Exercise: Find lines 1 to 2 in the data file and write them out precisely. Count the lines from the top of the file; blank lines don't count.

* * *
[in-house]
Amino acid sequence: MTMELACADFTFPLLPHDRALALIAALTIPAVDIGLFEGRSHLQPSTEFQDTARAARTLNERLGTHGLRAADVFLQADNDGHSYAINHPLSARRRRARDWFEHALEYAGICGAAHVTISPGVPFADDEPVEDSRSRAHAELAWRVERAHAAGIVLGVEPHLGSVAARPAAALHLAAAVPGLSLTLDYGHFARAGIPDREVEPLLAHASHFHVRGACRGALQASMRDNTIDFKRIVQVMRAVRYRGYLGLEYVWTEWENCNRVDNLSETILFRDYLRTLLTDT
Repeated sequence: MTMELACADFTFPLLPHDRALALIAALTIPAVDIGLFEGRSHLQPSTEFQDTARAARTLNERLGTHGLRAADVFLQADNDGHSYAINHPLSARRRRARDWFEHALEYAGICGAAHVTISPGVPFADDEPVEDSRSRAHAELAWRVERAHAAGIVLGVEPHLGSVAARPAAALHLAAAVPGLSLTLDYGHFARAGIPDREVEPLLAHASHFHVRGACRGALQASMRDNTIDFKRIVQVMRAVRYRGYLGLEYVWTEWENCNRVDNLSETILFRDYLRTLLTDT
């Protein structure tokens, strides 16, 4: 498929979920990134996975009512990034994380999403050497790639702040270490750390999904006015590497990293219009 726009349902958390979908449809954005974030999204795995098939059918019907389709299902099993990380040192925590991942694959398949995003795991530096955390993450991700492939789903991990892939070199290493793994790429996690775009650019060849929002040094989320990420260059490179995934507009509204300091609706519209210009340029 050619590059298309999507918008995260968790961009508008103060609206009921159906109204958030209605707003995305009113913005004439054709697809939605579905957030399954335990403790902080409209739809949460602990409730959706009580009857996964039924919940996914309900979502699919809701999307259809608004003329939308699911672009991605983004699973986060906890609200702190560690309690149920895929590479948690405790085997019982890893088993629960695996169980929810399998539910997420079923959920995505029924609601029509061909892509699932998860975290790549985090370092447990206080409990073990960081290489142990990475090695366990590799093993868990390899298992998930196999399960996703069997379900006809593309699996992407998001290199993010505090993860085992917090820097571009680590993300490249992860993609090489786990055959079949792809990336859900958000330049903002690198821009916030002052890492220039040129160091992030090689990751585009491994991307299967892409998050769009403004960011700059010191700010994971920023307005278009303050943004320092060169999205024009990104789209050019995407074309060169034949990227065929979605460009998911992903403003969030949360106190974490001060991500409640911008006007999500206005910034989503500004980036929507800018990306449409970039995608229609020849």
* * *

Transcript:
[in-house]
Amino acid sequence: MTMELACADFTFPLLPHDRALALIAALTIPAVDIGLFEGRSHLQPSTEFQDTARAARTLNERLGTHGLRAADVFLQADNDGHSYAINHPLSARRRRARDWFEHALEYAGICGAAHVTISPGVPFADDEPVEDSRSRAHAELAWRVERAHAAGIVLGVEPHLGSVAARPAAALHLAAAVPGLSLTLDYGHFARAGIPDREVEPLLAHASHFHVRGACRGALQASMRDNTIDFKRIVQVMRAVRYRGYLGLEYVWTEWENCNRVDNLSETILFRDYLRTLLTDT